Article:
• June 22, 1984 — The Sixth Annual Conference on Women Miners began its three-day meeting in Charleston. At the time, miners faced a probable strike and the conference was well attended by high-placed UMW officials touting women’s role in the mining industry and encouraging them to run for run for local, district, and federal offices available in the Union. Federal records of the time showed that 3,773 women worked underground and more than 200 women miners, and about 50 men, came to Charleston from 12 states and Canada for the three-day conference sponsored by the Tennessee-based Coal Employment Project. Women had always had an important role in mining. From Sara Rebecca “Mother” Blizzard, who gave land and food to miners driven from their jobs and homes in Cabin Creek by coal operators in 1912, and of Mother Jones (Mary Harris), who led the same miners in a bloody strike known as the Matewan Massacre. The conference was set up to address issues facing women in the industry such as the “last-hired, first-fired” policy that hit women particularly hard during the layoffs at the time and maternity leave. Women miners first officially entered the mines in 1973. By 1979, the Coal Employment Project began receiving phone calls from pregnant miners who wondered if they should quit working, or switch to lighter jobs.

• June 23, 1944 — A powerful tornado struck the north central West Virginia town of Shinnston in Harrison County, killing more than 153 people. The tornado, the most severe one West Virginia has experienced, came about 8:30 in the evening when from the northwest a great black funnel-shaped cloud appeared, traveling about 40 miles per hour. People who had witnessed the tornado say that one minute it was there-the next minute it had gone as though by some magic; describing it as the most terrifying sight of their lives, a monstrous mixture of fire and sulphur and blackness, forming its deadly funnel shape, and carrying tops of trees, large pieces of timber and debris. Dozens were killed at that spot. People in the path of the storm had brief seconds of warning in the unnatural noises immediately preceding the blow and in the appearance of the awful cone-shaped cloud on the horizon, few of the victims had time to seek shelter, even in the basements of their homes. And as panic seized everybody the crash of death was heard, the havoc was wrought, and the devastating force moved on to spread its rage and destruction for many miles. Immediately after the tornado had struck calls were sent to Clarksburg and Fairmont for help and amid the screams of ambulance sirens and general panic and confusion of the people, the rescue work quickly took form. The Coffindafter Clinic, the only hospital in the city, was soon crowded with the wounded and stricken, and an emergency ward was opened at the First Methodist Church for the less seriously wounded, while Clarksburg and Fairmont Hospitals received the many critical cases. Not more than ten houses were left standing in the Pleasant Hill addition to Shinnston, while South Shinnston was entirely wiped out and the four houses at Lucas Mill, just across the river from Pleasant Hill were blown into the river together with their occupants.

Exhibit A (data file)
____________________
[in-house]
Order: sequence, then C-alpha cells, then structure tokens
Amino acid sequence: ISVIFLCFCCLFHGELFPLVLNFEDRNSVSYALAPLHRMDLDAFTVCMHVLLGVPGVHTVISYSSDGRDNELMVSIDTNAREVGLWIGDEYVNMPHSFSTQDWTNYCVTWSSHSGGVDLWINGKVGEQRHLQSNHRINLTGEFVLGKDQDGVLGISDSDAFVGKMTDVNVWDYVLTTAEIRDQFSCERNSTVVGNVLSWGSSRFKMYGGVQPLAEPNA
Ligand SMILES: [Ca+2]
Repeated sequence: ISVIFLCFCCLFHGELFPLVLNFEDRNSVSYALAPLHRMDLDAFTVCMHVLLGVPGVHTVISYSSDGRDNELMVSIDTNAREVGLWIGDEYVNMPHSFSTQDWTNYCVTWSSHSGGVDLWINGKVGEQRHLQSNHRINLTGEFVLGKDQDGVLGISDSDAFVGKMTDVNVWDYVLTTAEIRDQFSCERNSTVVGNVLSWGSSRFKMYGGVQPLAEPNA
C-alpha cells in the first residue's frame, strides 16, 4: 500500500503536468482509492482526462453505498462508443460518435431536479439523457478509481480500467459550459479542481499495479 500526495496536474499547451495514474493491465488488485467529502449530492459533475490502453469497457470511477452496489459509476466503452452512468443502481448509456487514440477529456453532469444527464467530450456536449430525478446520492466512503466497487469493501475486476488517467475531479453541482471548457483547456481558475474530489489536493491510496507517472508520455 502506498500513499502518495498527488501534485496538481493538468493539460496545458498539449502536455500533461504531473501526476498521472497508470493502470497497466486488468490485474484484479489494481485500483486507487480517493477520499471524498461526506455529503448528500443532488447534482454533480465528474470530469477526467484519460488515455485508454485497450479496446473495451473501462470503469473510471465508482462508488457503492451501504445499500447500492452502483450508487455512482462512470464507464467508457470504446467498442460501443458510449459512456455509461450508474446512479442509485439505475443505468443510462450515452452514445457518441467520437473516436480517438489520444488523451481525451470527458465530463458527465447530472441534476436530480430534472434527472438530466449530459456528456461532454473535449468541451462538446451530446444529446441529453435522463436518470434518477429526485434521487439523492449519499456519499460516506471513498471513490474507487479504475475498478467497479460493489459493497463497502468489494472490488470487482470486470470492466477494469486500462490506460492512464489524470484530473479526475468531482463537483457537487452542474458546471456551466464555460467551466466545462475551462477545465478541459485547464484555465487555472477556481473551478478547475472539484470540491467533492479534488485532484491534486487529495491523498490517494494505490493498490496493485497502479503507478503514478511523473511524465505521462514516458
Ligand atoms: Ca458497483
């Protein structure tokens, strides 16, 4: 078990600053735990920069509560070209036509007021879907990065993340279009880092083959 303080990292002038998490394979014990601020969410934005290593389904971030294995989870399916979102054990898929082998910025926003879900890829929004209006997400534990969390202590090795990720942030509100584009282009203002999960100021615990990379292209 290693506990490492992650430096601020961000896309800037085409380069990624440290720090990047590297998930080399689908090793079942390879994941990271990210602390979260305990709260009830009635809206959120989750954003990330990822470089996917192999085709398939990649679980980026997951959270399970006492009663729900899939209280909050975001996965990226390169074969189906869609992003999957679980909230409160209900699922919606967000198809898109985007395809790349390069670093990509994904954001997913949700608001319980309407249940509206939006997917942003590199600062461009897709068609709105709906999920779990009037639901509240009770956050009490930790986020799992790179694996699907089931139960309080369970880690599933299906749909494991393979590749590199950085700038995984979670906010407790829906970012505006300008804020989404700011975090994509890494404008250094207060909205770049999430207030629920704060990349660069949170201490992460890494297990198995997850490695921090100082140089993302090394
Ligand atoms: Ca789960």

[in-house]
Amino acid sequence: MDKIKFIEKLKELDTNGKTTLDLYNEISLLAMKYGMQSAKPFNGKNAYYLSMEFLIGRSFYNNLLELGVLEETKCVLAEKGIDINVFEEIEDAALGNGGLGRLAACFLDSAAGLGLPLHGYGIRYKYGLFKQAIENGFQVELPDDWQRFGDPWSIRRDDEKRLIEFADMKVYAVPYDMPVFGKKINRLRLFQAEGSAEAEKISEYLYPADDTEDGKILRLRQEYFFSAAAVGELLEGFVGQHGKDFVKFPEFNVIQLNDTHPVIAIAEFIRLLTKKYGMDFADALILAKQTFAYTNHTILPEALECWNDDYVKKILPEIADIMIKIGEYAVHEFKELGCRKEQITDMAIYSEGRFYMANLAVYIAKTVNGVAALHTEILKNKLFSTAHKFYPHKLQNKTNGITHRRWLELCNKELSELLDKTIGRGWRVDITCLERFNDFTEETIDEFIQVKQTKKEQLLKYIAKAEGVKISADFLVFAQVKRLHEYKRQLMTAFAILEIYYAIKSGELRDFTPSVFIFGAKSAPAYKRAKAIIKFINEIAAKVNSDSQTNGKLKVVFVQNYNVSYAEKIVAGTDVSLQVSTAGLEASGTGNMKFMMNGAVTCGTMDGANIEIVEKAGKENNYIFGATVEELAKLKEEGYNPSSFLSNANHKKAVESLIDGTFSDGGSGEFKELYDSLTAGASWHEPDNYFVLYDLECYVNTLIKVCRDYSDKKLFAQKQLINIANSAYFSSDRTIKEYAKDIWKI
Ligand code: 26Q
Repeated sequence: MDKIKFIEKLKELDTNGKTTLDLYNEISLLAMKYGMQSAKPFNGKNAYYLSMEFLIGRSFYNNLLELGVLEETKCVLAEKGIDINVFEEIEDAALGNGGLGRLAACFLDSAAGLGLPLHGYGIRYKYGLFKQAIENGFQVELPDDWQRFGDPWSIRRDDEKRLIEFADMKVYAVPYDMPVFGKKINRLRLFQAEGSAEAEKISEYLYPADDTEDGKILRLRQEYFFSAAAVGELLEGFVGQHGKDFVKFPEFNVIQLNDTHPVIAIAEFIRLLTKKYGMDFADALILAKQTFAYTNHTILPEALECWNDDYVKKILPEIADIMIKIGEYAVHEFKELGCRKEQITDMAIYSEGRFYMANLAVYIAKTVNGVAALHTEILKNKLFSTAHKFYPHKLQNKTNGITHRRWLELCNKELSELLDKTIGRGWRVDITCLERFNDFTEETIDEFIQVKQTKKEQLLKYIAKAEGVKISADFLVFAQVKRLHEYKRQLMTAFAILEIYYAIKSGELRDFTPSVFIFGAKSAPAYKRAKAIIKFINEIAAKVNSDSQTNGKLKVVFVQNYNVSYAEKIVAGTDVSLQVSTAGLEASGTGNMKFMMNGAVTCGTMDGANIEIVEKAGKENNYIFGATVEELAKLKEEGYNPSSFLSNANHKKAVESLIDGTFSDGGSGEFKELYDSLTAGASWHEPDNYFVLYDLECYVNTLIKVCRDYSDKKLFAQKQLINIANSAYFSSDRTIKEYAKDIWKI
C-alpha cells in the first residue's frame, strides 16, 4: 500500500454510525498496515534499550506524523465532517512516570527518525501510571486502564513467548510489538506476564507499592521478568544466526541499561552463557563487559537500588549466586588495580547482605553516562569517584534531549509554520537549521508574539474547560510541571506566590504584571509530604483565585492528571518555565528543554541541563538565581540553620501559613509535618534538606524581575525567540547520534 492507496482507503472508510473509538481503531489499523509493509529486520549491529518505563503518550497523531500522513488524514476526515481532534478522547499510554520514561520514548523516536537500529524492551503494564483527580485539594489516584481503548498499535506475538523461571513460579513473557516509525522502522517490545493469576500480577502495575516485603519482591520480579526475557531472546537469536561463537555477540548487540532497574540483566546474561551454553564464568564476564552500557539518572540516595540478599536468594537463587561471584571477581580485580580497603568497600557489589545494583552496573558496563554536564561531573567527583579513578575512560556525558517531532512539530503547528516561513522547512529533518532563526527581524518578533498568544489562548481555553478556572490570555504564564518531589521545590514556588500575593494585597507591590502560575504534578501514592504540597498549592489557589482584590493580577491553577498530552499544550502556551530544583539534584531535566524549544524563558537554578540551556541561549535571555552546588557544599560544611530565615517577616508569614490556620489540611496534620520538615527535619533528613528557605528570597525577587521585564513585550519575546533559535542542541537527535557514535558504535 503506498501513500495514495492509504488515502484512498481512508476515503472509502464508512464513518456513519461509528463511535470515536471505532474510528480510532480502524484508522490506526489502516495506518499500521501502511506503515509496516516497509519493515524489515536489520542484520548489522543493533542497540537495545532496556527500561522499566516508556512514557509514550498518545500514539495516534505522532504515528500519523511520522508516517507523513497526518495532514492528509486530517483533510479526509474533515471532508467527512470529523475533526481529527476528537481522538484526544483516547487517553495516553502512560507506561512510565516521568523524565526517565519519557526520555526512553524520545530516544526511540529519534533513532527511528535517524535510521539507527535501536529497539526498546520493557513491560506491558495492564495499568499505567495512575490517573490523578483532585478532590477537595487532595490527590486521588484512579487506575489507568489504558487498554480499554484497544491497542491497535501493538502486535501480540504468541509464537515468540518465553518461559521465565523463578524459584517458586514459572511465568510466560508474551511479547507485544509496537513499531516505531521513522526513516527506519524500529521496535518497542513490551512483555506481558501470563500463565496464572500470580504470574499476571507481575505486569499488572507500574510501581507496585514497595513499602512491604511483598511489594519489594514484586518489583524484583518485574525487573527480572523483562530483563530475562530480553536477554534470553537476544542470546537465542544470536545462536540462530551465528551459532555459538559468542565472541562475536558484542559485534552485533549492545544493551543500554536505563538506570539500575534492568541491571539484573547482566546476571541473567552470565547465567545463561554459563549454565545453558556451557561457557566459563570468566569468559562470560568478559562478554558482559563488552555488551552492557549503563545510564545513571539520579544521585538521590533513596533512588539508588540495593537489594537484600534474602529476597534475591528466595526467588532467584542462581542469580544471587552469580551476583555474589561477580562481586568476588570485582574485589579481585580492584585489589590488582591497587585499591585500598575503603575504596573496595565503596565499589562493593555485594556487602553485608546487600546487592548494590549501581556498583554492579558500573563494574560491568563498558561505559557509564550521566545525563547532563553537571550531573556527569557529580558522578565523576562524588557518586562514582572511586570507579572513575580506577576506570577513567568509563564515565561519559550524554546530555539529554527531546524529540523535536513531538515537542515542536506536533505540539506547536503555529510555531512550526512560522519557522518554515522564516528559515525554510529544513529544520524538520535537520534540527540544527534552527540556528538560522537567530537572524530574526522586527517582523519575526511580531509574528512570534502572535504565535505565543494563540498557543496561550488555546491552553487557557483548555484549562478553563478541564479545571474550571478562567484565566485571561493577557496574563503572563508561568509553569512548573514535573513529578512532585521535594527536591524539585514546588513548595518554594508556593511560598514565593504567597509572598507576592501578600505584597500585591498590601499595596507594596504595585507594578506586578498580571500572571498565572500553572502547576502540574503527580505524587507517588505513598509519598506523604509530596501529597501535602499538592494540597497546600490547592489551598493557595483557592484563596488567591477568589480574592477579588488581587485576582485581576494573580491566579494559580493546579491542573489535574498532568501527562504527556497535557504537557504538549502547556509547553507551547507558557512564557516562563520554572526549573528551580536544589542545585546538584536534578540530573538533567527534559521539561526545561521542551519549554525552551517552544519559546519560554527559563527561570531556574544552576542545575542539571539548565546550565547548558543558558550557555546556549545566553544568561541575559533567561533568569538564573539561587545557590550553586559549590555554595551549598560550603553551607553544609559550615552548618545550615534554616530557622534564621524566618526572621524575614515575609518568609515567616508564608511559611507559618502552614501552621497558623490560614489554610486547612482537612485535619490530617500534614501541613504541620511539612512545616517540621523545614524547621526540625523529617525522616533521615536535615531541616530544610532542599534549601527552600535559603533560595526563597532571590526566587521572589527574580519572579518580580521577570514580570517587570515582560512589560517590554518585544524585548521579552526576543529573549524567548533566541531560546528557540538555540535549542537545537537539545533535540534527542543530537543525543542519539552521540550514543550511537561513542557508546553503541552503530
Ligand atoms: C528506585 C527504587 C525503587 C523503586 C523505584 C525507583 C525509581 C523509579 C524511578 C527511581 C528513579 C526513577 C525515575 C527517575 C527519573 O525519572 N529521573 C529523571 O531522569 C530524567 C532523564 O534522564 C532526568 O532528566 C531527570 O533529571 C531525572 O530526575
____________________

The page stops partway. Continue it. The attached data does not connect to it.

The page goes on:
• June 24, 1934 — The West Virginia-Virginia Dairymen’s Cooperative held their first public demonstration at Lake Shawnee with then Governor Kump and other officials from the state. The gathering included 500 representatives of the area dairy industry and was presided over by then Bluefield Daily Telegraph owner and publisher Hugh Ike Shott. President of the Dairymen’s’ Association J. L. Alexander outlined the objectives and purpose of the association along with the State Commissioner of Agriculture, J. B. McLaughlin spoke about the need for changes in the methods of transportation and the need for the regulation to that industry and improvements in order to promote the dairy industry in the state of West Virginia.

• June 24, 1934 – Former editor of the Wheeling Intelligencer and second Secretary of the State Granville D. Hall died in his home in Glencoe, Ill. after a fall. Hall, who died at the age of 96, served as the second secretary of state of West Virginia from 1865 to 1867. He was born in New Salem, Va., in Harrison County and there he spent his early youth. Hall began his career as a schoolteacher in Harrison County when he was 17. In 1859, he left Harrison County to work in the printing office of the Wheeling Intelligencer. Mr. Hall was serving as a shorthand reporter in the United States Senate when he returned to Wheeling to participate in the formation of the new state of West Virginia. He served as secretary to Governor Francis H. Pierpont when the “Reorganized Government of Virginia” was set up by a convention of Western Virginia residents in Wheeling in 1861. This was two years before West Virginia became the 34th state in the Union. He was elected the first clerk of the House of Delegates on June 20, 1863 and in 1865, he was elected secretary of state and the same year also served as private secretary to West Virginia’s first governor, Arthur I. Boreman. Mr. Hall subsequently became the second Secretary of State of West Virginia, serving from 1865 to 1867. After the Civil War, Hall held several positions in the railroad industry and was eventually named president of the Louisville & Nashville Railroad. During his early years he was associated with Ben Pitman, of Cincinnati, a pioneer in the system of shorthand. After leaving Wheeling Mr. Hall became an author of note, one of his most popular books being “The Daughter of the Elm,” the scene of which is laid on the old Hood farm near Shinnston. He also wrote “The Rending of West Virginia,” which depicts the forming of the state.

• June 24 and June 25, 1950 — Flash flooding in a 6-county area of central West Virginia killed almost three-dozen people. The worst flash flood on record swept across parts of Gilmer and nine other central state counties Saturday night and Sunday morning and took the lives of some thirty-three persons, twenty-seven of whom were reported recovered by Wednesday morning. The Little Kanawha River in Glenville reached a crest of 31.1 late Sunday afternoon and flooded Main Street to a depth of four feet. Throughout the central state area the flash flood hit terrifically in Ritchie, Doddridge, Harrison, Lewis, Braxton, Upshur counties and left hundreds of people homeless. Salem, Berea, Harrisville, Smithfield and a half dozen other communities were hit by the flood. Ninety percent of the homes in the little Berea town were washed away and there is no end to the stories of horror that came about with the loss of the some thirty-three lives. Men climbed trees and waited all night as the torrents swept by. As many as thirteen persons were drowned in one house in Doddridge County. At least one highway bridge was swept off its piers in Gilmer County when a barn full of hay landed against it after being washed from Troy community. Weston estimated damage there at 2,000,000. Gilmer County’s loss will be at least at $1,000,000, considering loss and damage to crops, homes, business, etc., There is no estimate of the tons and tons of hay that went down the Little Kanawha from Sand Fork, Leading Creek and other streams. All along the Little Kanawha from Glenville to Burnsville the loss was tremendous. The crest of the river at Glenville was about two feet short of a record of 33 feet in 1930.